- Gray nursing cami: Target
- Purple top: Banana Republic Factory
- Belt: Old Navy
- Colorblock skirt: Banana Republic Factory
- Wedges: Naturalizers, via DSW
I’ve been tending towards high-waisted + full skirt looks lately, but I thought it might be time to try mix things up. This purple top extends just over my hip bones, creating a kind of makeshift drop waist silhouette. To remind everyone that I have a real waist, though, I belted a little higher than usual. The resulting color-blocking is different than what I’m used to, but I think it’s a look that has visual interest without looking too over-worked. And during paper-writing week I’m all about not looking over-worked. In more ways than one.
I am very late to this party, but I wanted to throw in one more comment to the discussion S. started on appropriating cultural artifacts and to which A. added her thoughts on camp and costume. As S. emphasized in her last post, clothes are never worn in a vacuum, they are always understood in a context.
But to that, I’d like to add that clothes are never worn on a blank canvas. Bodies matter, and cultural perceptions of bodies — especially perceived ethnicity — also affect how we understand a person’s garment choice. This is understandably a touchy and complex subject, and the question of the role of bodies in identity formation is something I wrestle with frequently in my own work.
In the example that S. gave of being told that she looked like a “gypsy,” I would suggest that it was not just her gold earrings that prompted such comments but also her skin tone and long hair. Her body combined with her garments triggered certain culturally-entrenched notions of “what gypsies look like.” I don’t think that she would have gotten the same response if she had the same coloring and haircut as A., for example. Conversely, I sometimes dress “against” my body when I return home to Hawaii. There are many physical attributes that contribute to why I am, in many contexts, perceived as being full Caucasian. But I identify most strongly as an Asian American from Hawaii, and when I’m back in the islands I try to dress to align myself with that cultural identity.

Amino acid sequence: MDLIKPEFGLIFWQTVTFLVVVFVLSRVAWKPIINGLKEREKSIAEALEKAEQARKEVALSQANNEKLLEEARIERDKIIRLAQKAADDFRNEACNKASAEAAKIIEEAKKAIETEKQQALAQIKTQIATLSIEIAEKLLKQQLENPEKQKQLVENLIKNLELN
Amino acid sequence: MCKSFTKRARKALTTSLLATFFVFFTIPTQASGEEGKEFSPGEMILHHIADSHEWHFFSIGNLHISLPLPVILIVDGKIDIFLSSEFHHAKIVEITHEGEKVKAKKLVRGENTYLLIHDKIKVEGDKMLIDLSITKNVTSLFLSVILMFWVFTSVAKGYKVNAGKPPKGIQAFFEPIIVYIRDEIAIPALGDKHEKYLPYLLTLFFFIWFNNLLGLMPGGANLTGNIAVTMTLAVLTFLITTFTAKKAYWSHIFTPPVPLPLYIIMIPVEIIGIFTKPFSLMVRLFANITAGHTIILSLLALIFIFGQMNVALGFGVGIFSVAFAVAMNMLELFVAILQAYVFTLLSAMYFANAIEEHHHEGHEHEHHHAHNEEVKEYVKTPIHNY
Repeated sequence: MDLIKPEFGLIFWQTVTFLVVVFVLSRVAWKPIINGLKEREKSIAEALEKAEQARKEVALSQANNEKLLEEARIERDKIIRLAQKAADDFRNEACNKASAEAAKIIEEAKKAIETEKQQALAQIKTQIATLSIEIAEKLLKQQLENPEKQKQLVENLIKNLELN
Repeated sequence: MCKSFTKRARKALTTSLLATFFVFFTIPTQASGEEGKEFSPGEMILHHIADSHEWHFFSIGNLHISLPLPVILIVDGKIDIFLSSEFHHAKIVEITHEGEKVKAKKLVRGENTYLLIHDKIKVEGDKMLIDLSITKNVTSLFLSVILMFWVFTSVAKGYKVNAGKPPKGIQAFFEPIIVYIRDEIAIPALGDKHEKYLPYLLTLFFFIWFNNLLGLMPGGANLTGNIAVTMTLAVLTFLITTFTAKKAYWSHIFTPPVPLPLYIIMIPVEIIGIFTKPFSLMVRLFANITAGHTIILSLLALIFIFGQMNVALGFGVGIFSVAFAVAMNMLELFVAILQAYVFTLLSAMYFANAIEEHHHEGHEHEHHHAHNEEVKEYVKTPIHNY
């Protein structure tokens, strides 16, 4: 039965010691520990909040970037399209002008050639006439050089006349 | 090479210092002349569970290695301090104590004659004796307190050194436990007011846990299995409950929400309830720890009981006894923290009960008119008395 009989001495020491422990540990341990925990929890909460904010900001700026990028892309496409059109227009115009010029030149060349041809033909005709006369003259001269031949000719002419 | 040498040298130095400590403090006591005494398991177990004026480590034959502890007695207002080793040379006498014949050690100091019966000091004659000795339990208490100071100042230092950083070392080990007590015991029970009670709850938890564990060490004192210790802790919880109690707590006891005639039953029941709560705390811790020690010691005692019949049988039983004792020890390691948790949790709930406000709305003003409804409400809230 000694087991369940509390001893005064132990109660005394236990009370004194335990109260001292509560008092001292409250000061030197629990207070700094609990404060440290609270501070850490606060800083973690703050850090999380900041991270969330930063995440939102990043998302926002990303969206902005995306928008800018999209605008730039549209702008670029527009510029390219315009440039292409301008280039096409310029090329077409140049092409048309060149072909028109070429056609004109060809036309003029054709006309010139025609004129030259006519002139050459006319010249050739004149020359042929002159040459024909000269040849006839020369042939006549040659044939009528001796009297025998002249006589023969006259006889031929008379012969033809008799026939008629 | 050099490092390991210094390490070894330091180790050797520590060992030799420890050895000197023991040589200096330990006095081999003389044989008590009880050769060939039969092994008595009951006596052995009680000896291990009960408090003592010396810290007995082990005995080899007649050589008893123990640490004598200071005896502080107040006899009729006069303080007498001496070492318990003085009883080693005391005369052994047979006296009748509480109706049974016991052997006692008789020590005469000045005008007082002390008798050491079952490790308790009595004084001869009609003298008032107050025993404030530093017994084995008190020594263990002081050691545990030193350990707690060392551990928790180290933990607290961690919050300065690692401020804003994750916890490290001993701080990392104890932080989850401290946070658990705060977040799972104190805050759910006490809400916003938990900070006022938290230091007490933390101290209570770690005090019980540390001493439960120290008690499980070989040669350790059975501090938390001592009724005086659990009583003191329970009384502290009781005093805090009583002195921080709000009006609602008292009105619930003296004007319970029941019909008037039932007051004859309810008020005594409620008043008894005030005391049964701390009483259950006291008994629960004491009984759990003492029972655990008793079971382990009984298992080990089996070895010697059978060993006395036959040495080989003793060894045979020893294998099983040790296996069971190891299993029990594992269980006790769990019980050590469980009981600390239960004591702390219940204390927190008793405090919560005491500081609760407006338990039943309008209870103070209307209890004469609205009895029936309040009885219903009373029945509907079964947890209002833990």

One more example. I took a course this semester taught by a professor from Jamaica who is black. On the final day of class, she wore a striking outfit of white pants and a long, light cotton tunic with a palm frond pattern; she accessorized with sandals and coral earrings. I was tempted to spend all of our class period mulling over the implied politics of that choice, about how the effect might have been different had she been a white Jamaican or an African American or an Asian American. How might the effect have been different if she was teaching ten years ago or thirty years ago?
All that to say, bodies are not blank canvases when it comes to how the garments on them are perceived, and we would do well to refrain from thinking of any one kind of body as “neutral.” In that, I would echo Elizabeth Grosz, who, in her book Volatile Bodies: Toward a Corporeal Feminism, calls for bodies to “be understood as fully material and for the materiality to be extended and to include and explain the operations of language, desire, and significance” (Grosz 210).
(And for an entirely different aspect of perceiving the body, be sure to check out our upcoming Dress Your Best week!)